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Stunning forested upland and large expanses of freshwater wetlands surround trails winding along glacial eskers and wide ancient cart paths. An extensive trail system links to Harvard Forest and other land nearby.
Some trails traverse the many significant eskers found throughout the area. These eskers are actually remnants of riverbeds formed beneath melting glaciers more than 10,000 years ago.
Black Brook also flows along the edge of the property, and along its length you may see several "beaver deceivers," a pipe and fence combination that prevent extreme flooding while allowing beaver to remain active in the area.
The Pingree Reservation was once part of the Pingree Estate, one of the several "Great Estates" established in this area during the late 19th and early 20th centuries. The former estate house is now a private day school.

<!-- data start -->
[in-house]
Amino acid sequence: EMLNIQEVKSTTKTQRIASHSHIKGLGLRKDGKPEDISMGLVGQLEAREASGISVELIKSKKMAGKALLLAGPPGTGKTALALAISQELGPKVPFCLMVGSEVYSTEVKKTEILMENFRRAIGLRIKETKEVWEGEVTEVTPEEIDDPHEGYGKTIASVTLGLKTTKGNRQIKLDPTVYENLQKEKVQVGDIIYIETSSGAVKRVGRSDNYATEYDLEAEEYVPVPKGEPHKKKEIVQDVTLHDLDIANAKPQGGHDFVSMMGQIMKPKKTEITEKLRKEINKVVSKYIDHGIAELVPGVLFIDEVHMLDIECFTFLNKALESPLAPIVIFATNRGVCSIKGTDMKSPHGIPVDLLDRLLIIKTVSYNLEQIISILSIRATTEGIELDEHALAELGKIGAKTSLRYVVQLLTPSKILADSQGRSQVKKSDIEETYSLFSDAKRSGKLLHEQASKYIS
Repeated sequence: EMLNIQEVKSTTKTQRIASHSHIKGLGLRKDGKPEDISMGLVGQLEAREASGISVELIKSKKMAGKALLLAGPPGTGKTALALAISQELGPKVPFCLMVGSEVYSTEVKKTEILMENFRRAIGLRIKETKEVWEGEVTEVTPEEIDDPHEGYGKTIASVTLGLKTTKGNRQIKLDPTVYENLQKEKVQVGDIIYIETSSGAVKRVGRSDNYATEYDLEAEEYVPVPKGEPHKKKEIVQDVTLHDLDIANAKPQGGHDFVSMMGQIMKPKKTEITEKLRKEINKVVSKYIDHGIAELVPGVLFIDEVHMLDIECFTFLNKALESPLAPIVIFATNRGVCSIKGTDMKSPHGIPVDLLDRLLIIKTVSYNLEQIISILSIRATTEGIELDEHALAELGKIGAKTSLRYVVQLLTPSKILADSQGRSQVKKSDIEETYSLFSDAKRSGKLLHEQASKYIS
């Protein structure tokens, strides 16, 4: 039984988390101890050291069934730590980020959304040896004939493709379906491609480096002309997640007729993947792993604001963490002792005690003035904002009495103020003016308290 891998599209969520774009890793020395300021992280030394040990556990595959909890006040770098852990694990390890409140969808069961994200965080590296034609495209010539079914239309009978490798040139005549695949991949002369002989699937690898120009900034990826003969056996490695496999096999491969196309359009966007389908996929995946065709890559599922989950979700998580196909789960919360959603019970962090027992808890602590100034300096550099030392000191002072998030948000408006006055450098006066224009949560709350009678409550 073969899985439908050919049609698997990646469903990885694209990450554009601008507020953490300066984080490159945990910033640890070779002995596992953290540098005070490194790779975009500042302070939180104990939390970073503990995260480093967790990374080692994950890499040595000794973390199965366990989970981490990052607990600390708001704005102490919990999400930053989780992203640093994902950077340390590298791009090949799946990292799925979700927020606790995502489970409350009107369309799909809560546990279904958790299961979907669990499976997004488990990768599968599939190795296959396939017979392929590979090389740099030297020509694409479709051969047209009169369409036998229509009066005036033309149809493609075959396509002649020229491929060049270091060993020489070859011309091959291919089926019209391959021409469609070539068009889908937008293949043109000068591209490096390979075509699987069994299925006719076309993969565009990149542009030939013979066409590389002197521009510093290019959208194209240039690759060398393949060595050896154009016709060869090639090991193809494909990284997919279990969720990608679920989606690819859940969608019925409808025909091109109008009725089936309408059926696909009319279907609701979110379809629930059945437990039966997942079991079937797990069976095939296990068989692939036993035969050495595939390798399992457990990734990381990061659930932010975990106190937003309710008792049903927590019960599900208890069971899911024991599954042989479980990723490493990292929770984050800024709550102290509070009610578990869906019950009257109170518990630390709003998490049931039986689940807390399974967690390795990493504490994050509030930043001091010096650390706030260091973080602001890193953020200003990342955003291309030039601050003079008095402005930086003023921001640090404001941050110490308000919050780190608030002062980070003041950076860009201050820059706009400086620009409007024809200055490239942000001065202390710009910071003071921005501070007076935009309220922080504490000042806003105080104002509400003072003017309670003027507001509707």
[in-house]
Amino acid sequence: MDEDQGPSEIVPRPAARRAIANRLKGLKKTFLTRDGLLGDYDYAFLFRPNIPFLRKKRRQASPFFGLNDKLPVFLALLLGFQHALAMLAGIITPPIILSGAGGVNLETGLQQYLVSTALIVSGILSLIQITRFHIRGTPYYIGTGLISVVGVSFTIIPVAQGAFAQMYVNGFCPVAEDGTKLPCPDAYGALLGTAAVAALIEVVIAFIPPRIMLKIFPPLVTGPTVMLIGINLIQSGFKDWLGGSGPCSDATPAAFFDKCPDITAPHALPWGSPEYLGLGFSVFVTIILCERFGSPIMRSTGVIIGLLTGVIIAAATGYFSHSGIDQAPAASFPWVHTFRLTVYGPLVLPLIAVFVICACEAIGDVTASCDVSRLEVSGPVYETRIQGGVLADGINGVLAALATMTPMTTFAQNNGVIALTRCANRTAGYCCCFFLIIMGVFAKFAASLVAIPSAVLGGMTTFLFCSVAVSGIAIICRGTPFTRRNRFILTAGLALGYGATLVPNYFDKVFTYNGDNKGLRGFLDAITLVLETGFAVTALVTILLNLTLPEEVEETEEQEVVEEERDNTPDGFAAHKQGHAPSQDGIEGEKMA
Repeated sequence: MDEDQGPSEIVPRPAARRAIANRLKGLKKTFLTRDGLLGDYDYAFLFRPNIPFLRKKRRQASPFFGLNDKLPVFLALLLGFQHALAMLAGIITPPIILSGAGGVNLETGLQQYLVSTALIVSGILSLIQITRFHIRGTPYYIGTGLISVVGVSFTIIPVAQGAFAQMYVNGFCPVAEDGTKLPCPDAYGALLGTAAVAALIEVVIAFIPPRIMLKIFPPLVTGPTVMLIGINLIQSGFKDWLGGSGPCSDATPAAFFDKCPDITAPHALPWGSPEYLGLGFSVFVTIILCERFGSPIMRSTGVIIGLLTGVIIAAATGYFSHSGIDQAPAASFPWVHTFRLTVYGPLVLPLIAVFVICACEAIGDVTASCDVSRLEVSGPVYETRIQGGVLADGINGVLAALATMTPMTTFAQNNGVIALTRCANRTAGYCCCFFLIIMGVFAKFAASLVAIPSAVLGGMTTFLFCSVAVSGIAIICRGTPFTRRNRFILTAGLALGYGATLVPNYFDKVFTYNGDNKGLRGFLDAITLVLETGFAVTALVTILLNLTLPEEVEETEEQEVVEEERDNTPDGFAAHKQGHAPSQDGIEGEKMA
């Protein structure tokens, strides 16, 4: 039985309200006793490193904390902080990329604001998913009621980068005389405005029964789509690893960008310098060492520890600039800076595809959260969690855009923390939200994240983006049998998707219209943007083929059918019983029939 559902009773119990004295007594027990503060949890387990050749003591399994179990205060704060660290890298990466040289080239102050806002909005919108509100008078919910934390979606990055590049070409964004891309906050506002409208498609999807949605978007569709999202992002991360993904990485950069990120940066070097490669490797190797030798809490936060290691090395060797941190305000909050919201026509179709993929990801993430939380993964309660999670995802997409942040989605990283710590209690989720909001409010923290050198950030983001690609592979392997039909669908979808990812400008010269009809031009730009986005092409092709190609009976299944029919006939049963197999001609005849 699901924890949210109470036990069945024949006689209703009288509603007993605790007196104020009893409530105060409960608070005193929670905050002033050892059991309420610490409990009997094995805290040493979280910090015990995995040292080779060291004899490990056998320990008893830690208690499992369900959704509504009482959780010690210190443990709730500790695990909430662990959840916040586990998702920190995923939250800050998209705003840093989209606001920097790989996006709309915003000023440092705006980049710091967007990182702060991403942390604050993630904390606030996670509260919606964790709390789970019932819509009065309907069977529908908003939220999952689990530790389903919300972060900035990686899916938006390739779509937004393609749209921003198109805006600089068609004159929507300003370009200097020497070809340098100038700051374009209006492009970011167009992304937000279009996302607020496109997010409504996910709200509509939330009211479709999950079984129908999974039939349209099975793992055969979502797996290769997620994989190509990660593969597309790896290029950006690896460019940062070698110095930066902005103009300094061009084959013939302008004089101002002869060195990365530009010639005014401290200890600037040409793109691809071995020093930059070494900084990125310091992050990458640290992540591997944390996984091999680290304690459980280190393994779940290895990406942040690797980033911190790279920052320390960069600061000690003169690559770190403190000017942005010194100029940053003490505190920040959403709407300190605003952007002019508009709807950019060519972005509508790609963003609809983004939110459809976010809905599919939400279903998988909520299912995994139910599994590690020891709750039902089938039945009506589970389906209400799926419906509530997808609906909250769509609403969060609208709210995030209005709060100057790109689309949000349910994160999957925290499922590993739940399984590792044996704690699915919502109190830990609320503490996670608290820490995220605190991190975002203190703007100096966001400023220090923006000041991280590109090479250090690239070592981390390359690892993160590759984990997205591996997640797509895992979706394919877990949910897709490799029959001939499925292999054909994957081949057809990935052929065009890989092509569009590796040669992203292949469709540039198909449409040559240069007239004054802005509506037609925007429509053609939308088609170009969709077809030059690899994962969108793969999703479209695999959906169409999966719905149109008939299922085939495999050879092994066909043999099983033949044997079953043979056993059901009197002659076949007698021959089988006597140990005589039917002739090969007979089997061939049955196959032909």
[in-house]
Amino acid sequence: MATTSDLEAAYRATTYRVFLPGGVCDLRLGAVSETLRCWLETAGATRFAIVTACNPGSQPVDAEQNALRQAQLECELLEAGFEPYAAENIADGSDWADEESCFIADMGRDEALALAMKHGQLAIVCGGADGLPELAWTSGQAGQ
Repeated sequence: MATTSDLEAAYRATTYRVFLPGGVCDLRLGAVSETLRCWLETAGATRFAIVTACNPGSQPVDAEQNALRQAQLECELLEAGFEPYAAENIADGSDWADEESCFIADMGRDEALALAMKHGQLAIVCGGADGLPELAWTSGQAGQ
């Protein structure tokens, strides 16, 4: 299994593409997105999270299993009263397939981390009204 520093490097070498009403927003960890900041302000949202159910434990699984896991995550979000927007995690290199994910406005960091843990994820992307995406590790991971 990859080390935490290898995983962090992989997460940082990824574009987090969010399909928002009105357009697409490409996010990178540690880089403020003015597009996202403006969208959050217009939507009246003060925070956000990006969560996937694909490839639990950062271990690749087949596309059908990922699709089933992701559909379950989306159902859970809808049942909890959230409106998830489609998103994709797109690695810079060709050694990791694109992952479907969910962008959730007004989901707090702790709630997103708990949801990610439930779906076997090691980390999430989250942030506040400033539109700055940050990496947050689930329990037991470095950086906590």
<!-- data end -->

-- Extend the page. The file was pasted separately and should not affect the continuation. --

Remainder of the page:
A forest of mature white pines, beech and oak trees and hemlock. A red maple swamp boasts vibrantly colored leaves in the fall, and Black Brook offers a diverse riparian corridor along the eastern boundary.
While the return of beaver to the woods and wetlands has helped to improve wildlife habitat, their natural instinct to dam flowing water presents challenges. Beaver deceivers prevent beaver from blocking culvert openings with sticks, allowing water to flow freely through, helping to keep trails from flooding.
Latitude 42.633468, Longitude -70.865522
From Route 128/Exit 20/Route 1A North: Go north on Route 1A. In 4.5 miles, turn left onto Cutler Road. Trailhead and parking are 1.0 mile ahead on left.
From intersection of Route 133 and Route 1A in Ipswich: Go south on Route 133/1A toward Hamilton. In 4.0 miles, bear right to continue on Route 1A south. In 3.4 miles after Route 133 and Route 1A split, turn right onto Cutler Road. Trailhead and parking are 1.0 mile ahead on the left. Park on shoulder of road.
Parking is limited to two cars.
82 Eastern Avenue, Essex,
Greenbelt is grateful to several professional and staff photographers whose work is featured prominently within our website.
Thank you Jerry Monkman / ecophotography.com, Lynne Holton, Kindra Clineff, Adrian Scholes and John Raleigh.